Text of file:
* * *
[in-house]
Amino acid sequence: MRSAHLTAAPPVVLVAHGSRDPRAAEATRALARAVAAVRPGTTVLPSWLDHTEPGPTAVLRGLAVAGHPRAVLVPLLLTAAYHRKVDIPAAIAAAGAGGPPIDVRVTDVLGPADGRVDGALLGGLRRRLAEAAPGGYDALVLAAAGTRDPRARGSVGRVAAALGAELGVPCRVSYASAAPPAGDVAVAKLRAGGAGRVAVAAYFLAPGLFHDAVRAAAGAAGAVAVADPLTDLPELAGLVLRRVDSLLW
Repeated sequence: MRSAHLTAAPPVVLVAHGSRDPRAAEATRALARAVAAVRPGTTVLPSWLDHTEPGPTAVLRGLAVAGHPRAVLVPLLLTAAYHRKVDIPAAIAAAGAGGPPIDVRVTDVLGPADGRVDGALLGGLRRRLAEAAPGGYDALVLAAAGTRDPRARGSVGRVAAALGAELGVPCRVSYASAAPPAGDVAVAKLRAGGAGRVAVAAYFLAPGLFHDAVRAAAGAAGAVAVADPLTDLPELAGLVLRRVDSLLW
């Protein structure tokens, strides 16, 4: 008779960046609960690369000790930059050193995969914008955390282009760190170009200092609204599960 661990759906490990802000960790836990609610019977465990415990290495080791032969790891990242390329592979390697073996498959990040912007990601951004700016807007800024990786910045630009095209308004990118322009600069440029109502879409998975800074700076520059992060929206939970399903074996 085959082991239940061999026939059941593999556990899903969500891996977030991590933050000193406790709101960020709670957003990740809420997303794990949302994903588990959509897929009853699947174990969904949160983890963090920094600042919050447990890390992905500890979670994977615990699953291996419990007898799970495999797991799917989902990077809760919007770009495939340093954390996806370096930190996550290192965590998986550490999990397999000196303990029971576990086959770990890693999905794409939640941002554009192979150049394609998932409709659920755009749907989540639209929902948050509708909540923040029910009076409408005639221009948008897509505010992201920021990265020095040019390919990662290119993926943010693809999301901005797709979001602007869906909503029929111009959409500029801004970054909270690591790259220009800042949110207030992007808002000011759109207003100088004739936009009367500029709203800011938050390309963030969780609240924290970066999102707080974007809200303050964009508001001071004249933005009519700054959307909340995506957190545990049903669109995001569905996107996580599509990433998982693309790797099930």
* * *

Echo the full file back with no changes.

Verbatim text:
[in-house]
Amino acid sequence: MRSAHLTAAPPVVLVAHGSRDPRAAEATRALARAVAAVRPGTTVLPSWLDHTEPGPTAVLRGLAVAGHPRAVLVPLLLTAAYHRKVDIPAAIAAAGAGGPPIDVRVTDVLGPADGRVDGALLGGLRRRLAEAAPGGYDALVLAAAGTRDPRARGSVGRVAAALGAELGVPCRVSYASAAPPAGDVAVAKLRAGGAGRVAVAAYFLAPGLFHDAVRAAAGAAGAVAVADPLTDLPELAGLVLRRVDSLLW
Repeated sequence: MRSAHLTAAPPVVLVAHGSRDPRAAEATRALARAVAAVRPGTTVLPSWLDHTEPGPTAVLRGLAVAGHPRAVLVPLLLTAAYHRKVDIPAAIAAAGAGGPPIDVRVTDVLGPADGRVDGALLGGLRRRLAEAAPGGYDALVLAAAGTRDPRARGSVGRVAAALGAELGVPCRVSYASAAPPAGDVAVAKLRAGGAGRVAVAAYFLAPGLFHDAVRAAAGAAGAVAVADPLTDLPELAGLVLRRVDSLLW
């Protein structure tokens, strides 16, 4: 008779960046609960690369000790930059050193995969914008955390282009760190170009200092609204599960 661990759906490990802000960790836990609610019977465990415990290495080791032969790891990242390329592979390697073996498959990040912007990601951004700016807007800024990786910045630009095209308004990118322009600069440029109502879409998975800074700076520059992060929206939970399903074996 085959082991239940061999026939059941593999556990899903969500891996977030991590933050000193406790709101960020709670957003990740809420997303794990949302994903588990959509897929009853699947174990969904949160983890963090920094600042919050447990890390992905500890979670994977615990699953291996419990007898799970495999797991799917989902990077809760919007770009495939340093954390996806370096930190996550290192965590998986550490999990397999000196303990029971576990086959770990890693999905794409939640941002554009192979150049394609998932409709659920755009749907989540639209929902948050509708909540923040029910009076409408005639221009948008897509505010992201920021990265020095040019390919990662290119993926943010693809999301901005797709979001602007869906909503029929111009959409500029801004970054909270690591790259220009800042949110207030992007808002000011759109207003100088004739936009009367500029709203800011938050390309963030969780609240924290970066999102707080974007809200303050964009508001001071004249933005009519700054959307909340995506957190545990049903669109995001569905996107996580599509990433998982693309790797099930």